Business News of Wed, 9 May 20181
Ex-bankers demand exit package
Former staff of UT and Capital Banks have called on the Bank of Ghana (BoG) and PwC—the officially appointed Receiver after revocation of the two banks licences in August 2017, due to severe impairment of capital, to pay their agreed exit package.
The two collapsed banks had a combined staff of about 1000, of which 650 have been laid-off. GCB, under a purchase and assumption agreement, was only able to employ about 350 ex-workers of UT and Capital banks.
The staff who were laid-off received one month salary from GCB – an act that was more on humanitarian grounds since it was receivership and GCB had no obligation to the staff.
B&FT sources say the severance package agreed between UNICOF and the Receiver, on behalf of the ex-staff, was 2.5months salary multiplied by the number of years a staff has worked.
Edem Adimado, one of the leaders of the group, at a press conference in Accra said: “It has been eight agonising months since our banks collapsed, and we have kept our mouths shut in the hope that the Bank of Ghana and government by extension would seek our interests. We genuinely believed that we would not be left this worse-off.
“It’s unfortunate that eight months down the line we have not received our Exit Pay; the majority of us are jobless, and the few who were lucky to have been employed by GCB Bank are also worse-off in terms of remuneration.”
He indicated that their End of Service Benefit, which they contributed from their own salaries on monthly basis and was invested on their behalf by CBL Investments, has still not being paid despite instructions by the Joint Receivers to pay.
“As per the Joint Receivers’ letter dated 15th January, 2018, an agreement was reached with UNICOF, our representatives, to pay all staff of these defunct banks an Exit Package. However, nothing has been paid to staff. We are therefore appealing for all entitlements to be paid us as a matter of urgency.”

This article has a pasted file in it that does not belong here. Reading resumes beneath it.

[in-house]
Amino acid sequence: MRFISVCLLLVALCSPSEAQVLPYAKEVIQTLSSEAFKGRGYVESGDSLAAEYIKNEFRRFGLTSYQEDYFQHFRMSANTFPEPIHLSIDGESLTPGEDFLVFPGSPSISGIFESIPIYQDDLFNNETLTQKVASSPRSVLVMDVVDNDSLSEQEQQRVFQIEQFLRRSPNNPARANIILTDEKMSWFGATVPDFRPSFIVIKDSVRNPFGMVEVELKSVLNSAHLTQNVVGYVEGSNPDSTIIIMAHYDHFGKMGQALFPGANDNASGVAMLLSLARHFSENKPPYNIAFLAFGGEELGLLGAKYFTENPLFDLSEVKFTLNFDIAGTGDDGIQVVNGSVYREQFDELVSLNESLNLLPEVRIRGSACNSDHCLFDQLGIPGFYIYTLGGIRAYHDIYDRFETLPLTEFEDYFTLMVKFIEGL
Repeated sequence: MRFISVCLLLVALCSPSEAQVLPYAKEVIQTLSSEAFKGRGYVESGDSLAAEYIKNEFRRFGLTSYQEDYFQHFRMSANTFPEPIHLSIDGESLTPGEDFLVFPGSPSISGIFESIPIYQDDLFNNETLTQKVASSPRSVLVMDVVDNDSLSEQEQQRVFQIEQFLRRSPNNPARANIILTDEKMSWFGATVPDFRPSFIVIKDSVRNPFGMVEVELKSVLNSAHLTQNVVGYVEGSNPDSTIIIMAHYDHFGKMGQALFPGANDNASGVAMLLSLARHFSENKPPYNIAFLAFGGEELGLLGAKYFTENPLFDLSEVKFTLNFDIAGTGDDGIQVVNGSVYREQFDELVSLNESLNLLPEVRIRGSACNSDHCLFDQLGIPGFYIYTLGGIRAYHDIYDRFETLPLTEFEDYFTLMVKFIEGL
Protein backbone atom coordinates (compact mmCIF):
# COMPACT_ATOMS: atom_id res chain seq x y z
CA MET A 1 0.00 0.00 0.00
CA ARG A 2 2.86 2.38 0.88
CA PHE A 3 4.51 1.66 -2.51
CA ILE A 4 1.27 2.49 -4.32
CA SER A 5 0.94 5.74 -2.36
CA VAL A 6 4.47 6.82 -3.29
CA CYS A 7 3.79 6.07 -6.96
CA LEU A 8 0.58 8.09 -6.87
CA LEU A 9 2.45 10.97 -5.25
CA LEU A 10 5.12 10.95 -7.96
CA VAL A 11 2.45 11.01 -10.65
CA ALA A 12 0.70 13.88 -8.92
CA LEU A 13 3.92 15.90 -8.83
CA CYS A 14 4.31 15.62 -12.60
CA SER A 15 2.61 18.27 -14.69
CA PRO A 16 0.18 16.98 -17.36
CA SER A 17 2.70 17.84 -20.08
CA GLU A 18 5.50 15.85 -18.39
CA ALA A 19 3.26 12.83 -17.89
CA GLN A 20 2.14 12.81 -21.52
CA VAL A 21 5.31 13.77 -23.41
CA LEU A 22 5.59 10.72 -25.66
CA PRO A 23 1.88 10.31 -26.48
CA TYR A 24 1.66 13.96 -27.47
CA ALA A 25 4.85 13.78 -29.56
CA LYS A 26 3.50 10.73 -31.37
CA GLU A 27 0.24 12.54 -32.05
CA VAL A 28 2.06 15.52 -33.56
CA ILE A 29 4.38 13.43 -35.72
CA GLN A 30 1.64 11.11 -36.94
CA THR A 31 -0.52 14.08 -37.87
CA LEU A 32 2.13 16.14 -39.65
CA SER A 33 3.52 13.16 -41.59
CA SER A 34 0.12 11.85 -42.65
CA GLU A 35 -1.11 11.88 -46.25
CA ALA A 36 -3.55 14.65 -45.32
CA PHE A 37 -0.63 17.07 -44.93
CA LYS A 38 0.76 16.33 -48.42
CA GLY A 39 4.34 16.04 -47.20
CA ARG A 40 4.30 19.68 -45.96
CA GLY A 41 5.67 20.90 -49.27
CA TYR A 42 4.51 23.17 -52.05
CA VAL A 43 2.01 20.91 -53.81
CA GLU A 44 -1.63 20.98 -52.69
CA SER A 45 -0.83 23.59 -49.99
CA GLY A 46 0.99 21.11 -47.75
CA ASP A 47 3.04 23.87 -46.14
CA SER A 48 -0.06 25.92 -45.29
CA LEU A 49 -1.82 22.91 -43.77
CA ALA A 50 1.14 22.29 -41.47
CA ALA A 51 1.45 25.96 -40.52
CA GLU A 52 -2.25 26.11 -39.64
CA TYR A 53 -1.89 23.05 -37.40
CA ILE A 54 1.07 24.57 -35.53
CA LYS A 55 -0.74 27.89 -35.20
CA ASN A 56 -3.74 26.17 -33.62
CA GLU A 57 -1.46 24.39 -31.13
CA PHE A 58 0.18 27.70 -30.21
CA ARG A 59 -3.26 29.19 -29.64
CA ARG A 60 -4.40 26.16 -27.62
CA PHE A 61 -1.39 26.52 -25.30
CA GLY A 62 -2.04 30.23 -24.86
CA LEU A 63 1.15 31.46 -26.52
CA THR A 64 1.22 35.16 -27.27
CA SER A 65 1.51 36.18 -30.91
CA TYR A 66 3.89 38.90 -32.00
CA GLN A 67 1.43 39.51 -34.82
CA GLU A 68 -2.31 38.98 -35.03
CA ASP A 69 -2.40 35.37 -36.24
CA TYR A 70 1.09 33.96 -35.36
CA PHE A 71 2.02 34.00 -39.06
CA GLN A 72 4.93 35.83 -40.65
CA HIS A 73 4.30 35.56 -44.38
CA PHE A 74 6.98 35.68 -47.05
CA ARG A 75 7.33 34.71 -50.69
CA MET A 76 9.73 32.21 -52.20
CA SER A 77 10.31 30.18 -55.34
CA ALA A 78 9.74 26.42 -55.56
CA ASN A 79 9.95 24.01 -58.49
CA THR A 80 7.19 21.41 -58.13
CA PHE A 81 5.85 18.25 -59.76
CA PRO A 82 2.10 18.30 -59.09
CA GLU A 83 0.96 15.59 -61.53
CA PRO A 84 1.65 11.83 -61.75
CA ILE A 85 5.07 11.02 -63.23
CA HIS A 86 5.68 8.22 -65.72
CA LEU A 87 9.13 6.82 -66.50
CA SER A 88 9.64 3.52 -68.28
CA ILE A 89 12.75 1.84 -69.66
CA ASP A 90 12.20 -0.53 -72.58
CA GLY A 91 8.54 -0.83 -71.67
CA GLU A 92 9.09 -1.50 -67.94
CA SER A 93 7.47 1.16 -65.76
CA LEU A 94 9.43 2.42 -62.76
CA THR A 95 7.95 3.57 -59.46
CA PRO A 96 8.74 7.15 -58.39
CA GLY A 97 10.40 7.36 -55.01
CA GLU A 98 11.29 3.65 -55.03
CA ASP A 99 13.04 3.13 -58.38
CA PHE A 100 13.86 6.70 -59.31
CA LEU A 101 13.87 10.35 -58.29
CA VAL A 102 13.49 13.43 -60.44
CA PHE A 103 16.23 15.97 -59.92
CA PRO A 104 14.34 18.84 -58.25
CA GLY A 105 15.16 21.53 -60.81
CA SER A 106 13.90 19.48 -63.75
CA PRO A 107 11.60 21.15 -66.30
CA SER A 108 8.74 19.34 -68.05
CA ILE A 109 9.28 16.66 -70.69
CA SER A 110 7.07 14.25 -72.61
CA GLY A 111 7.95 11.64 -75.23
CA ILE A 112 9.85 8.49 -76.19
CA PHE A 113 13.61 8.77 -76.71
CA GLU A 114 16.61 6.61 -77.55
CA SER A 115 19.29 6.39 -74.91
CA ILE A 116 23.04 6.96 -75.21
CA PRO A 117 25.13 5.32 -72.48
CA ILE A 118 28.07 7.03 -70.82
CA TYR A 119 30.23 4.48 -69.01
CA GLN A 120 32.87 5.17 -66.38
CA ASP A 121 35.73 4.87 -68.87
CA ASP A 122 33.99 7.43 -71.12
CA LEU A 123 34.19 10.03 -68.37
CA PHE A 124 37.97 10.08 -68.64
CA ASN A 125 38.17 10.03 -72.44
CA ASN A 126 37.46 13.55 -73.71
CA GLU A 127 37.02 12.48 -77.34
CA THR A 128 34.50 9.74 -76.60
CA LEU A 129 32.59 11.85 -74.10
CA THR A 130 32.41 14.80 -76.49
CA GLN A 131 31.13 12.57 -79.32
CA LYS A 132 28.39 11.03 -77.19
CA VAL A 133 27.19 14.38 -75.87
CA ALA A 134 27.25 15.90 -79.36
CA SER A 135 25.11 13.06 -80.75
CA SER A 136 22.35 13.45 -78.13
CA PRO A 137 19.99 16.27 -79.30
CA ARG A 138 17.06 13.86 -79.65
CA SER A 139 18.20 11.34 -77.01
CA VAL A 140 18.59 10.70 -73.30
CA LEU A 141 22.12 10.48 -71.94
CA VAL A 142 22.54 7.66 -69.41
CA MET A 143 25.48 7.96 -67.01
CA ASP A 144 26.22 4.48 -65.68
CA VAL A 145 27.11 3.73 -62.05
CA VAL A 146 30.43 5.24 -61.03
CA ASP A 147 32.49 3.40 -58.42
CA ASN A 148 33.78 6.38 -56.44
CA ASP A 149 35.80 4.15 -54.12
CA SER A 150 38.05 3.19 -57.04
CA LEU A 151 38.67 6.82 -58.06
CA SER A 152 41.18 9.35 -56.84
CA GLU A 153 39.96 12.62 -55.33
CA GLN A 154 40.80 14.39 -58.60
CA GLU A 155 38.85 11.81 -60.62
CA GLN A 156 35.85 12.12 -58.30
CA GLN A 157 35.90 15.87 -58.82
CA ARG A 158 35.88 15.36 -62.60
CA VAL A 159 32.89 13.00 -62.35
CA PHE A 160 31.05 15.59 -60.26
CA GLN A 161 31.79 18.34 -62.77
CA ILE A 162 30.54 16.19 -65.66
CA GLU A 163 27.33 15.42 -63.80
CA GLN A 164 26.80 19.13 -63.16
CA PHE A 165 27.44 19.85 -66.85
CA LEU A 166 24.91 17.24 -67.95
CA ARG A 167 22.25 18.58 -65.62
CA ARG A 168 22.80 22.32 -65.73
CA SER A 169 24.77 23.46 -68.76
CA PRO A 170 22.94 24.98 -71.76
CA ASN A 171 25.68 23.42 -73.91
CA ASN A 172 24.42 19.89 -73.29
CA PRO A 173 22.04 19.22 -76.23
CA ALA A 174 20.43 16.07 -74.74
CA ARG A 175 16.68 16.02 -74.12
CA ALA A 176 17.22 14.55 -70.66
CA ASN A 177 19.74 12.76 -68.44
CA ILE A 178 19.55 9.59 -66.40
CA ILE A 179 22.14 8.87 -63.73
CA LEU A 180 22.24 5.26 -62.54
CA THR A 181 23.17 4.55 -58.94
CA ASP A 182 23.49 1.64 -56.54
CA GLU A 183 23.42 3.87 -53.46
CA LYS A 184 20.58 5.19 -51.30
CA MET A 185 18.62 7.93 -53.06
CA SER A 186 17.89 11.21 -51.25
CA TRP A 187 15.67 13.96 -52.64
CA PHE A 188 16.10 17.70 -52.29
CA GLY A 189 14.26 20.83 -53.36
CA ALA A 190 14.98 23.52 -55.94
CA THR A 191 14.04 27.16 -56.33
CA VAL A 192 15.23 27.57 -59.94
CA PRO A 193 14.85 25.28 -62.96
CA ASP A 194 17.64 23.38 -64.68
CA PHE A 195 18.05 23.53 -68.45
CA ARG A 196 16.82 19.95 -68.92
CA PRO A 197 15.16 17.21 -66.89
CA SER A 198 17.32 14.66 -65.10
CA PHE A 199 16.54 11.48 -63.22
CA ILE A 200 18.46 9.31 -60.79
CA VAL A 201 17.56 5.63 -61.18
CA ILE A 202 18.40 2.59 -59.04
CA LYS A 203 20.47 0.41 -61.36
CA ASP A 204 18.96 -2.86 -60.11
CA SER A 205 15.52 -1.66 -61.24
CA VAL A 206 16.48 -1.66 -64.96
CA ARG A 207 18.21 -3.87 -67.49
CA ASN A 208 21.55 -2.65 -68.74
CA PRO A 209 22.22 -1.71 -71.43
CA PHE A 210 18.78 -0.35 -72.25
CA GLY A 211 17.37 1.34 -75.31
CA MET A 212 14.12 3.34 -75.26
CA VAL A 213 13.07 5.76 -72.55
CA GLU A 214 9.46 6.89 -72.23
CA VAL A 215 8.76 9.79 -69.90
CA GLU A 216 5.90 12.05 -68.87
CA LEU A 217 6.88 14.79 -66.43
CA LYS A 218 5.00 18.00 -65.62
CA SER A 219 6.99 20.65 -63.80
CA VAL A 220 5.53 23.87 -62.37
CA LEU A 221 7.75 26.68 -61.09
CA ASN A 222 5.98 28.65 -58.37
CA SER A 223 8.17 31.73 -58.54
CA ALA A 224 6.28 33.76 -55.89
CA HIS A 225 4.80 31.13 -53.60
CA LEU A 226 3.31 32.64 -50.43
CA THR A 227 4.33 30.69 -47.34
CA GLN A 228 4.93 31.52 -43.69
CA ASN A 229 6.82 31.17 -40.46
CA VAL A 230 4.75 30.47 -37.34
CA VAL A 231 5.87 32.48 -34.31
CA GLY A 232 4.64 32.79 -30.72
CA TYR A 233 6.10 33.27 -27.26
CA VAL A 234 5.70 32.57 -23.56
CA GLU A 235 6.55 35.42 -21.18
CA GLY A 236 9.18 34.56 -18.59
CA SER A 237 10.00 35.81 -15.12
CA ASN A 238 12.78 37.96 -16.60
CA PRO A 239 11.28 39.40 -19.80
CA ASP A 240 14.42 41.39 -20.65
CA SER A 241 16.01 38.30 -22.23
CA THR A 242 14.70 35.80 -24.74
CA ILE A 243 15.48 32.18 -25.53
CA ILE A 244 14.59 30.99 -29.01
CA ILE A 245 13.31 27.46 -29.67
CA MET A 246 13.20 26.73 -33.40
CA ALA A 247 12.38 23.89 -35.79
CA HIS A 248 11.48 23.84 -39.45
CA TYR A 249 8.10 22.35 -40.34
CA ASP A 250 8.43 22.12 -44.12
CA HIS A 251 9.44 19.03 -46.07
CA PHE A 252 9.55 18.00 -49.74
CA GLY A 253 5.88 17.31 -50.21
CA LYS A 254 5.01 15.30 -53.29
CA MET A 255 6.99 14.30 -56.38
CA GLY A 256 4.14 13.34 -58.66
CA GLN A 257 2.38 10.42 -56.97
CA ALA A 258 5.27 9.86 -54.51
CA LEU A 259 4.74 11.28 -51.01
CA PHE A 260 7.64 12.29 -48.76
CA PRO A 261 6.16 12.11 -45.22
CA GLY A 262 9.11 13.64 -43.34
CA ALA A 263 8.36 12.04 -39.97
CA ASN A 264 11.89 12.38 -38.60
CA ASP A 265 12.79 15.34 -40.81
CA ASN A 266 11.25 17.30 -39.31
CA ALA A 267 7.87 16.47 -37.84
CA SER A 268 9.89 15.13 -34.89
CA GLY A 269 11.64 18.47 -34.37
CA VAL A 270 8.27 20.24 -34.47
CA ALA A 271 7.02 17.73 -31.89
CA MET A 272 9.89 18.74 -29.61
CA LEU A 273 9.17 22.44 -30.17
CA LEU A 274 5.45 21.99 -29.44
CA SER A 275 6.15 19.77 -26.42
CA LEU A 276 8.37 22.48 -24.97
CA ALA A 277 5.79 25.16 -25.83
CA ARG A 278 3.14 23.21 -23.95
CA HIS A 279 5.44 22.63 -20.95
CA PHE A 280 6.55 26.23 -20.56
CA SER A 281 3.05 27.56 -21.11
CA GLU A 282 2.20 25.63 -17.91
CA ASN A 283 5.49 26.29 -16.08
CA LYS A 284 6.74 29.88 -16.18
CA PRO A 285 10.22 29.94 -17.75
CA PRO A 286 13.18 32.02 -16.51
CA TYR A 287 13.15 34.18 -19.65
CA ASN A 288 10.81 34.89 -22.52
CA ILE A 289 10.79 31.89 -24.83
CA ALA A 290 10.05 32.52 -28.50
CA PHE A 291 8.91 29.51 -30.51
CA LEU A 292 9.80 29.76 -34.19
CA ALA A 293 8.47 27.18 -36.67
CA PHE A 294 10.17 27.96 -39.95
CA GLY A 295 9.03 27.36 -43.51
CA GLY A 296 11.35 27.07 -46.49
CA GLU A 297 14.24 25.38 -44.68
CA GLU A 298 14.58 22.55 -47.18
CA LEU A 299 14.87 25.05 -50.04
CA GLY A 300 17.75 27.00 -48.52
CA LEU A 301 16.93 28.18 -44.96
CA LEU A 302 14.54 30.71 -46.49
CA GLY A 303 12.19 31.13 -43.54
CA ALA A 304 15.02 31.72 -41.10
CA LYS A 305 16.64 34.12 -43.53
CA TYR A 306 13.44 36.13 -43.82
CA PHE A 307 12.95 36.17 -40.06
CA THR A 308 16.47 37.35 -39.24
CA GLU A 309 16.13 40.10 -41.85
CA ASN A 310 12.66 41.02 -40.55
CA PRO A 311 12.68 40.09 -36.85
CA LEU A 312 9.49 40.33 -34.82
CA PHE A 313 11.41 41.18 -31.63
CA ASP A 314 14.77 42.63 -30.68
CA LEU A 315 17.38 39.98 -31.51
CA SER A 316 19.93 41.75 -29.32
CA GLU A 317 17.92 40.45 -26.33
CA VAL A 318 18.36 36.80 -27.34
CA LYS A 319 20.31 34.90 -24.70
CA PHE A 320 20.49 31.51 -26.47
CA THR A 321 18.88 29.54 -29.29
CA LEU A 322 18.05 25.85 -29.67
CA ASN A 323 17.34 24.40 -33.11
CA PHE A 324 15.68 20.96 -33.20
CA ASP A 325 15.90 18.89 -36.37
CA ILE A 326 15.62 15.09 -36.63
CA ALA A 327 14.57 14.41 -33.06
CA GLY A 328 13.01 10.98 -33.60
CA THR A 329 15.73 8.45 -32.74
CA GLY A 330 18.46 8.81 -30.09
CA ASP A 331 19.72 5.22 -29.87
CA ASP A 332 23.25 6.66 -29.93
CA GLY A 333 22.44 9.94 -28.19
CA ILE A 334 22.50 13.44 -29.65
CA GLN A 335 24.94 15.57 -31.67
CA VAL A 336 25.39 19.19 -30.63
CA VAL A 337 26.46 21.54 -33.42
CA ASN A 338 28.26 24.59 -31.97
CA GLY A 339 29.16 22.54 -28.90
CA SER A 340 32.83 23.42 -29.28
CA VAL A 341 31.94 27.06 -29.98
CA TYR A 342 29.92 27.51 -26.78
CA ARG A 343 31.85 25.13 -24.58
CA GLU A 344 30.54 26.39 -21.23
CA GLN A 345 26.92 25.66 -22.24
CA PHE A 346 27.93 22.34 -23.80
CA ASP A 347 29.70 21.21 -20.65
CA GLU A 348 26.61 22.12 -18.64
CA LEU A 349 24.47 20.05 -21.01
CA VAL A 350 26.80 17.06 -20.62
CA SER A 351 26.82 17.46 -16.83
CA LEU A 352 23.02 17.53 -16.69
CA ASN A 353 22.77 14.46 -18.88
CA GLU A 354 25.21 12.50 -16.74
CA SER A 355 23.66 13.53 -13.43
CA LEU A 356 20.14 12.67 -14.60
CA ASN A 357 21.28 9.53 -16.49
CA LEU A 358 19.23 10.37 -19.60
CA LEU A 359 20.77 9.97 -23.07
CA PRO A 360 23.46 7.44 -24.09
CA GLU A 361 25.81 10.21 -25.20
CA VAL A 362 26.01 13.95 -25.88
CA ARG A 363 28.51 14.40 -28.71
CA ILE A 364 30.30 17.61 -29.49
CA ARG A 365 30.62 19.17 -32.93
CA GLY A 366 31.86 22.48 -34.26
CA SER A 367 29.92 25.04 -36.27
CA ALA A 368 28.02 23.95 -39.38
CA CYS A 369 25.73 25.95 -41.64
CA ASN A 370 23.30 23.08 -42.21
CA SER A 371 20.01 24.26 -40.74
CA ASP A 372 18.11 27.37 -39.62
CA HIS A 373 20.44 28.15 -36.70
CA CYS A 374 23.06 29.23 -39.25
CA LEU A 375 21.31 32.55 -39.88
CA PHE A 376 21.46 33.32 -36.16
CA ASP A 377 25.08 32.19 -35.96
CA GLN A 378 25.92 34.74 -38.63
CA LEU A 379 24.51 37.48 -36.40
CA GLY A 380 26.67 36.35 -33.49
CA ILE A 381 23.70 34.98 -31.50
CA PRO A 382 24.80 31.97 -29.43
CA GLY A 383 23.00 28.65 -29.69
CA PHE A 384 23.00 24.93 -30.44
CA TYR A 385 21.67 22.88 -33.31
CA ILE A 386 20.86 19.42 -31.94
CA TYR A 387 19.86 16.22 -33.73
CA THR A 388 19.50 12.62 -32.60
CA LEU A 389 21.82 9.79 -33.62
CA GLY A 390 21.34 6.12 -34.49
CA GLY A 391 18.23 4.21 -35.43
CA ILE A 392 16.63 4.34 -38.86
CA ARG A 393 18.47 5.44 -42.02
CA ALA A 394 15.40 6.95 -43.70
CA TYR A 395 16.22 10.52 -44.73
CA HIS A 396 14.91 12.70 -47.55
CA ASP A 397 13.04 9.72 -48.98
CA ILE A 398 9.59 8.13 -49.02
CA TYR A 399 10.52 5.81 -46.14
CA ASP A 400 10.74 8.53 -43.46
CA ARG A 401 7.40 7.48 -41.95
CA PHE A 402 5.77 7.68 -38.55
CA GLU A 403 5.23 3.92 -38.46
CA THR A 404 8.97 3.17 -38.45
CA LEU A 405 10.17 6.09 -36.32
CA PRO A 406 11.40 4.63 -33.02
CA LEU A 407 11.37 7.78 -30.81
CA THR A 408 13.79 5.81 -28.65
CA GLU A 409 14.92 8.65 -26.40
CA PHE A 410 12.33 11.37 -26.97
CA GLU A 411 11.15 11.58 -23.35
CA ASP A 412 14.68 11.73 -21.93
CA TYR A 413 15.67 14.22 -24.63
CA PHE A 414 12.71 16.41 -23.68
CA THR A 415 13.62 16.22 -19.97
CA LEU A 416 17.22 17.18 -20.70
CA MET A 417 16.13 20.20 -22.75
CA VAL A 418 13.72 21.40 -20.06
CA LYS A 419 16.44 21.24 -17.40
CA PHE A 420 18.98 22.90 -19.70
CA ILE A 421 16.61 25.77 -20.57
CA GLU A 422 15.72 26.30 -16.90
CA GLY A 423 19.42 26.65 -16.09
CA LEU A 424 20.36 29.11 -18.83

Ex-employee loans and other matters
Mr. Adimado said loans advanced to the ex-staff should be discounted to enable them meet their payment obligations to the Receiver.
“To meet personal obligations, employees were also given some loans. As per basic rules governing credit, our staff loans were taken for a specific tenure. However, these extraneous circumstances have contrived to truncate the tenure and also deprive us of our livelihood. As responsible citizens and bankers, we are mindful of our obligations – and as such, we are rightfully asking for our loans to be discounted so we can discharge our obligations to the Receiver.
“Finally, many of us had outstanding leave-days – and as per the Labour Act 2003, sections 25 and 26, we are requesting for all outstanding leave to be computed and paid for.”
Petition to government
The ex-staff indicated their preparedness to formally petition the Presidency. “We will send a formal petition to the Presidency, and we are hopeful that government will listen to our plight and come to our aid.
“As we stated in our maiden press release, we believe the laws governing liquidation in Ghana deserves a critical rethink; because the current status leaves employees very vulnerable and dispensable. Even though we are only a very small fly in the scheme of things, we believe that we are fighting for posterity by bringing the plight of workers during liquidation to the forefront.”